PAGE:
Sex, Science and Censorship Draft Programme
9.30-11.30 Media and Policing in Sciences of Sex
Chair: Sarah Bull, Ryerson
Birgit Lang, Melbourne — ‘Sexology at the Police Exhibition: Photography Between Sex
Kate Davison, Melbourne — ‘Aversion Therapy and its “Stimuli”: The Acquisition,
Production, and Reception of Pornographic Materials in the Post-War Treatment
of Homosexuality (1950s-1970s)’
Fay Brauer, East London — ‘Circumventing Censorship: Virilizing Victorian
Homoeroticism after Labouchère’.
Melissa Adler, Western — ‘Repression in the Cultural Record’
12-2 Sex Education, Intimacy, and Youth
Chair: Agata Ignaciuk, Granada
Michael Sappol, Uppsala — ‘“Awakened by a worthy and attractive object”: Anatomy,
minstrelsy and the first anatomically explicit sex education book for children’
Caroline Rusterholz, Cambridge — ‘Youth Sexuality, Public Health Campaigns, and
Censorship: The Brook Advisory Centres (1965-1985)’.
Katie Snow, Exeter — ‘Denise Perrigo and the Politics of Maternal Sexuality’.
María Jesús Santesmases, Madrid — ‘No Censorship, No Bodies: Foetuses’
Photographs in the Late Franco Dictatorship’.
Sex, Science, and the Nation State
Chair: Lesley Hall, Wellcome Library / University College London
Silvia Armenteros Fuentes, Granada — ‘Sexual Science in (Post)Censorship Spain:
Arnav Bhattacharya, Upenn — ‘Sexology – A Purely Scientific Discipline? Obscenity,
Censorship, and Sexology in 20th Century South Asia
Agnieszka Kościańska, Warsaw — “It will cause an official protest from the Episcopate”:
Sexological Self-Censoring between the Communist State and the Catholic Church
Sarah Leonard, Simmons — ‘“Obscene Publications and Unproven Medical Remedies”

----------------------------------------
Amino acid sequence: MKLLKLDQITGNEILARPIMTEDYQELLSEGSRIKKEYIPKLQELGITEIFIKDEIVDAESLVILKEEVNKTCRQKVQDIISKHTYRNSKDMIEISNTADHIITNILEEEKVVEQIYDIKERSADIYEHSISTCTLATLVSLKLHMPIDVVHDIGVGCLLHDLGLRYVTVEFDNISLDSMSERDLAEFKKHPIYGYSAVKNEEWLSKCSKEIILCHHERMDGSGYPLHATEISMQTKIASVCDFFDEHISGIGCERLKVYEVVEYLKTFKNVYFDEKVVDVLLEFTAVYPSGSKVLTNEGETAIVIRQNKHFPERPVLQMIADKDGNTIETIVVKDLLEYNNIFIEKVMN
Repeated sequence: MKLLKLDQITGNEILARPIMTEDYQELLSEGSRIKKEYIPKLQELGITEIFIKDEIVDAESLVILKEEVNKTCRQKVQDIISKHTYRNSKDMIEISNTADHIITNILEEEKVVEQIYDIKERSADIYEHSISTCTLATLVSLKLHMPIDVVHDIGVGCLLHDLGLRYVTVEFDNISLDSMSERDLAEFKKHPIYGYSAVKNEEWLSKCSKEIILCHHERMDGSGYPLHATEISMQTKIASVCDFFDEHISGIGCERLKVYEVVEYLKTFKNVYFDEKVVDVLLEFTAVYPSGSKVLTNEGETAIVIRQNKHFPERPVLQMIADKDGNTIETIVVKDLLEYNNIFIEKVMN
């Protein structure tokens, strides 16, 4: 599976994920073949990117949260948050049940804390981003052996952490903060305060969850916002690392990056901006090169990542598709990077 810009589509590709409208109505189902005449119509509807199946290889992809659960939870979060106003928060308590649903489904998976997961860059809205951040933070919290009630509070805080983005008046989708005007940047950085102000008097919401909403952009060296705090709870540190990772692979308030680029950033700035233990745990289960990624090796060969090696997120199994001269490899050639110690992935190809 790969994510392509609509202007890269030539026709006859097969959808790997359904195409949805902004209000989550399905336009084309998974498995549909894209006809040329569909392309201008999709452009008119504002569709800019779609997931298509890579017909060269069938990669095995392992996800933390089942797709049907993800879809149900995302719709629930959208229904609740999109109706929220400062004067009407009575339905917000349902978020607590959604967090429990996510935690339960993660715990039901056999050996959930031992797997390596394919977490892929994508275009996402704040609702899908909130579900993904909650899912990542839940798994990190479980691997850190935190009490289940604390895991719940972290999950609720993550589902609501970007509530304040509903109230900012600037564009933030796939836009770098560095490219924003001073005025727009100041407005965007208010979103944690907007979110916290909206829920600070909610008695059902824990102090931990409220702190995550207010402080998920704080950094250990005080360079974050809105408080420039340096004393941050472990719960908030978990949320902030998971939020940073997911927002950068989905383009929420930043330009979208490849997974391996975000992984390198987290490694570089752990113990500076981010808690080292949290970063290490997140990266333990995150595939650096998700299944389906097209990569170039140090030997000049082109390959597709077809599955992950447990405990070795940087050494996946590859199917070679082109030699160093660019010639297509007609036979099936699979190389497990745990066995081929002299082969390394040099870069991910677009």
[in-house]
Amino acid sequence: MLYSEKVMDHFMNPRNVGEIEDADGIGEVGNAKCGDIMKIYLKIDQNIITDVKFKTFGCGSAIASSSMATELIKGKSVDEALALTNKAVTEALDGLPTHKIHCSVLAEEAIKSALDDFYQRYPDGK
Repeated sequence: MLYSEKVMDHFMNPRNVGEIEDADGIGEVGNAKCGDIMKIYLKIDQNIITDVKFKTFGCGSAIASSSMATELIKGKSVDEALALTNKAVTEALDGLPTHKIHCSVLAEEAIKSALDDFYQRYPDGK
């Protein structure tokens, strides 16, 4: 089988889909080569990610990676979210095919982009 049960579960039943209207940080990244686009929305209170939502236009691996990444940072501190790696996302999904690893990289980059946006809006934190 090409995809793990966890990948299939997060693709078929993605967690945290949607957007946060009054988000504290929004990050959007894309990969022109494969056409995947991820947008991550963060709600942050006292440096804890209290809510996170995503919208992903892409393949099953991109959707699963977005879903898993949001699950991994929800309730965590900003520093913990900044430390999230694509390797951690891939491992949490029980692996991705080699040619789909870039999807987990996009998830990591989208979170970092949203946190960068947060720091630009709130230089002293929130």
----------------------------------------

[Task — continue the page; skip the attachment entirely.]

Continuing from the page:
in the Files of Prussian Authorities, 1810-1870’.
5.30-7pm Poster Session
- Brian M Watson, Kinsey Institute, Indiana University, “Nature rarely deals with discrete categories:” The Kinsey(s) and the Ghosts of Sexualwissenschaft”
- Mallory Szymansky, Alfred University, “Talking about Sex in the Clinic: Treatment for Neurasthenia in Late-19th-Century United States”
- Donna Drucker, Technische Universität Darmstadt, “Censorship in Contraceptive Research: Dr. Hannah Stone in the Birth Control Clinical Research Bureau, 1925–1939”
- Abbey Rees-Hales, University of Birmingham, “Reserved for “artists, intellectuals, bibliophiles and similar persons”: high-end erotica and elitist assurances in the Weimar Republic”
8pm Dinner, El Piano
Sexology and the Obscene
Chair: Jen Grove
Francesca Campani, Padua and Lincoln: “In Science the Obscene Does Not Exist:
Blurring the boundaries between Science and the “Obscene” in Paolo
Mantegazza’s Sexology (1850-1910).
Kate Fisher and Jana Funke, Exeter: ‘“Are We to Treat Human Nature as the Early
Victorian Lady Treated Telegrams?” British and German Sexual Science,
Investigations of Nature, and the Fight Against Censorship’.
Micaela Pattison, Sydney/ACU: ‘Sex, Censorship, and Gender: (Self-)Censorship and
Plagiarism as Vehicles for the Propogation of Sexual Science in Interwar Spain’.
Kateřina Lišková, Masaryk: ‘Scarce pictures: Sexual Imagery Presented by Sexologists
and Invented by People in Late-Socialist Czechoslovakia’.
11.30-12 Coffee Break
12-1.30 Final Group Discussion
3-6 Excursion to Alhambra
The burning of Magnus Hirschfeld’s library and archive from his Institut für Sexualwissenschaft by the Nazi party in 1933 is one of the most frequently discussed examples of modern scientific work falling victim to suppression. From Richard von Krafft-Ebing’s use of Latin and Greek for sexual terms in his Psychopathia Sexualis (1886), through to the ‘Spanish Kinsey’ Ramón Serrano Vicens’s 14 year struggle to publish his 1961 study on female sexuality, the history of censorship—both externally imposed and self-performed—is interwoven with the history of scientific attempts to understand sex in a variety of political, national and religious contexts.